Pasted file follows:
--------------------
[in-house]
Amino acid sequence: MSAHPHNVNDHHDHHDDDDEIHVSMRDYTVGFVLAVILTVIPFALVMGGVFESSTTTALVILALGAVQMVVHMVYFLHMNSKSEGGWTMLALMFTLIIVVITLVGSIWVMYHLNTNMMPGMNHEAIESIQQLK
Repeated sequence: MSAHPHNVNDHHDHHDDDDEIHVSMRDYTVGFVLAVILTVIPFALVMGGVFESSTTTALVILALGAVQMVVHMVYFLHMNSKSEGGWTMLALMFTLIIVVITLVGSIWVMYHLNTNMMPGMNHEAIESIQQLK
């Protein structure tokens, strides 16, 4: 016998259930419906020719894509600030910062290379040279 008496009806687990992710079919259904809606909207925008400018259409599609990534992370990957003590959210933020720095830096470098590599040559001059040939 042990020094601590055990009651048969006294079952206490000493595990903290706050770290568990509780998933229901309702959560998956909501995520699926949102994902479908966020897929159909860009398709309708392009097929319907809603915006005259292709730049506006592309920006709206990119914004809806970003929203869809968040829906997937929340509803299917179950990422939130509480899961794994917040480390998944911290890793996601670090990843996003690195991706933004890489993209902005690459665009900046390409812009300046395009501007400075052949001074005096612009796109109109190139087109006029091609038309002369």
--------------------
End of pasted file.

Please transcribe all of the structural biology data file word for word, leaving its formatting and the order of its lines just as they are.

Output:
[in-house]
Amino acid sequence: MSAHPHNVNDHHDHHDDDDEIHVSMRDYTVGFVLAVILTVIPFALVMGGVFESSTTTALVILALGAVQMVVHMVYFLHMNSKSEGGWTMLALMFTLIIVVITLVGSIWVMYHLNTNMMPGMNHEAIESIQQLK
Repeated sequence: MSAHPHNVNDHHDHHDDDDEIHVSMRDYTVGFVLAVILTVIPFALVMGGVFESSTTTALVILALGAVQMVVHMVYFLHMNSKSEGGWTMLALMFTLIIVVITLVGSIWVMYHLNTNMMPGMNHEAIESIQQLK
């Protein structure tokens, strides 16, 4: 016998259930419906020719894509600030910062290379040279 008496009806687990992710079919259904809606909207925008400018259409599609990534992370990957003590959210933020720095830096470098590599040559001059040939 042990020094601590055990009651048969006294079952206490000493595990903290706050770290568990509780998933229901309702959560998956909501995520699926949102994902479908966020897929159909860009398709309708392009097929319907809603915006005259292709730049506006592309920006709206990119914004809806970003929203869809968040829906997937929340509803299917179950990422939130509480899961794994917040480390998944911290890793996601670090990843996003690195991706933004890489993209902005690459665009900046390409812009300046395009501007400075052949001074005096612009796109109109190139087109006029091609038309002369």